Professor Khilnani takes the view that India will be an unusual, awkwardly shaped global actor – it will have a relatively wealthy state but that state will preside over a predominantly poor citizenry. He noted that in the past, poor populations generally had poor states, whose claims could be dismissed by richer, more powerful states; with the emergence now of China and India, very large populations are becoming significant world actors, through their representatives (although selected in diametrically opposite ways). Professor Khilnani pointed out at least two areas where India can leverage its growing global clout – one is to inject the interests of the poor into international negotiations, and the second, in matters of international trade, access to natural resources, and the environmental effects of economic growth, to attempt to work out a more inclusive globalization. In this respect, India is now well positioned to disrupt the status quo. Professor Khilnani’s emphasis lies on his belief that the old approach – the negative power, of refusal – will no longer do. The global climate change negotiations at Copenhagen was a chance, in his view, to demonstrate India’s ‘most prudent future formulation of power’; though India will not be a superpower very soon in terms of military or economic bulk, its legitimacy in the eyes of the world is a form of power in itself. He stressed that if India desires to have an impact on the international system, it must take advantage of the mixed character of its own power, in order to combine force and legitimacy into a new conception. Does the India of today have to exert to even stay relevant, owing to its search for historical signposts to becoming a global power? In addressing such a question, Professor Khilnani observed that there are no examples of the kind of role India can play, but by drawing on its experiences, India could invent a role for itself; part of what it takes to be a great power is the capacity to redefine what power and greatness are (as Gandhi did for another era), rather than only conforming to existing definitions.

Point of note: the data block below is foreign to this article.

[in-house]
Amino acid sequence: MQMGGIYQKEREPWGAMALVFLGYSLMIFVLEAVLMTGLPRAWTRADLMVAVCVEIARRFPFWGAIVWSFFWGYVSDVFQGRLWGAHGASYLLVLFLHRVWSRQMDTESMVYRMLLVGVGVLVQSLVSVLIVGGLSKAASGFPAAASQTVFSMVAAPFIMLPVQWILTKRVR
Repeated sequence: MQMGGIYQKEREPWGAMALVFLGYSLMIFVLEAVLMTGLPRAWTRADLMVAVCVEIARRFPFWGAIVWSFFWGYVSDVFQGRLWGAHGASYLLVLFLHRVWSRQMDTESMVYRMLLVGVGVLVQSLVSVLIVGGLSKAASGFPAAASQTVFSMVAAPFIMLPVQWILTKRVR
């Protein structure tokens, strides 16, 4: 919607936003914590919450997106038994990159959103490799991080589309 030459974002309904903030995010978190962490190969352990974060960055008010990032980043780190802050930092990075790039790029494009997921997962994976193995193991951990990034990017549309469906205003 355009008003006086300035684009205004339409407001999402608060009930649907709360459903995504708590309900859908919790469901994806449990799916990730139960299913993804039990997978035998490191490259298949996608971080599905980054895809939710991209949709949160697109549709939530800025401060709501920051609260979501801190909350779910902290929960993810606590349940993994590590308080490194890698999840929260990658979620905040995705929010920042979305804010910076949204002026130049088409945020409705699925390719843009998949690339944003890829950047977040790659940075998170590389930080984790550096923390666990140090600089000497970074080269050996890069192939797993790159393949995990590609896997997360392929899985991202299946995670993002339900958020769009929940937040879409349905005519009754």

Professor Khilnani’s assessment is that confronting all the challenges facing India will require the country to develop complicated positions and flexible practices. On contemporary issues and debates, India would find itself well placed to be a ‘bridging’ power. For example, its position between the US and China would allow it to play not a balancing-power role but a bridging one. Also, in addressing increasing security issues as a result of multiple terrorist attacks, although this is a concern India shares with Western states, it has refused to see the rhetoric of Islam as an existential threat – this is a significant position to bridge the so-called “clash of civilizations”, helping to connect Muslim and non-Muslim societies. Most significantly, Professor Khilnani noted that India sees democracy not as the ‘providential destiny of all human history’, but as a complicated, fragile experiment, that can possibly act as a bridge through which other societies can figure out their freedom and move towards it. He hoped that the conception he left from this address is a realistic recognition of the persistence of division and conflict, while also adopting a realist assessment of the limits to the utility of force or of economic progress in itself to resolve these; above all, this conception trusts in human political skills, wit and judgment.